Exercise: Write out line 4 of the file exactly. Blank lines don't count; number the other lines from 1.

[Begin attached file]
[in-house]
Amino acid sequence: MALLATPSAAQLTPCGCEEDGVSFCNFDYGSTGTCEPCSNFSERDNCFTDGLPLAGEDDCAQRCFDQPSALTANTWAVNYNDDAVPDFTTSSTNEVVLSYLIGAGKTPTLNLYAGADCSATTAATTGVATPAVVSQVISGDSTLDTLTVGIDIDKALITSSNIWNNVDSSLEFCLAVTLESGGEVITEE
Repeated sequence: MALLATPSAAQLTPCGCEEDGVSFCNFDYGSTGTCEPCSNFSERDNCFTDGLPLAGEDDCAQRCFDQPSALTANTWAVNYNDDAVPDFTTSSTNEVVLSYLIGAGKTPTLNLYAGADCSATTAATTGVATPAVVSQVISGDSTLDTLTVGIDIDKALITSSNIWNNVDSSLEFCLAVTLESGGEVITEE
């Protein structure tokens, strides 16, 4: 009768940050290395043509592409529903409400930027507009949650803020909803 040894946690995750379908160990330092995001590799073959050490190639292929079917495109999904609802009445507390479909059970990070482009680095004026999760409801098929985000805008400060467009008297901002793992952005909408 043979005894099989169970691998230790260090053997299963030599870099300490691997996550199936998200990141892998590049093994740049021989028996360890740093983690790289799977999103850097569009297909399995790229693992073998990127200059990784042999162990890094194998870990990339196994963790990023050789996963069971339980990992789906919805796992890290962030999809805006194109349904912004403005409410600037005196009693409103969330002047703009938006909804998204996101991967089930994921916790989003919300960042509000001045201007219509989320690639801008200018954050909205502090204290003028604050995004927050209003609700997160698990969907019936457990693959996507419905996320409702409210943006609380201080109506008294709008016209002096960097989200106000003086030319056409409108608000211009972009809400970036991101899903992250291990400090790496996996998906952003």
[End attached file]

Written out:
């Protein structure tokens, strides 16, 4: 009768940050290395043509592409529903409400930027507009949650803020909803 040894946690995750379908160990330092995001590799073959050490190639292929079917495109999904609802009445507390479909059970990070482009680095004026999760409801098929985000805008400060467009008297901002793992952005909408 043979005894099989169970691998230790260090053997299963030599870099300490691997996550199936998200990141892998590049093994740049021989028996360890740093983690790289799977999103850097569009297909399995790229693992073998990127200059990784042999162990890094194998870990990339196994963790990023050789996963069971339980990992789906919805796992890290962030999809805006194109349904912004403005409410600037005196009693409103969330002047703009938006909804998204996101991967089930994921916790989003919300960042509000001045201007219509989320690639801008200018954050909205502090204290003028604050995004927050209003609700997160698990969907019936457990693959996507419905996320409702409210943006609380201080109506008294709008016209002096960097989200106000003086030319056409409108608000211009972009809400970036991101899903992250291990400090790496996996998906952003």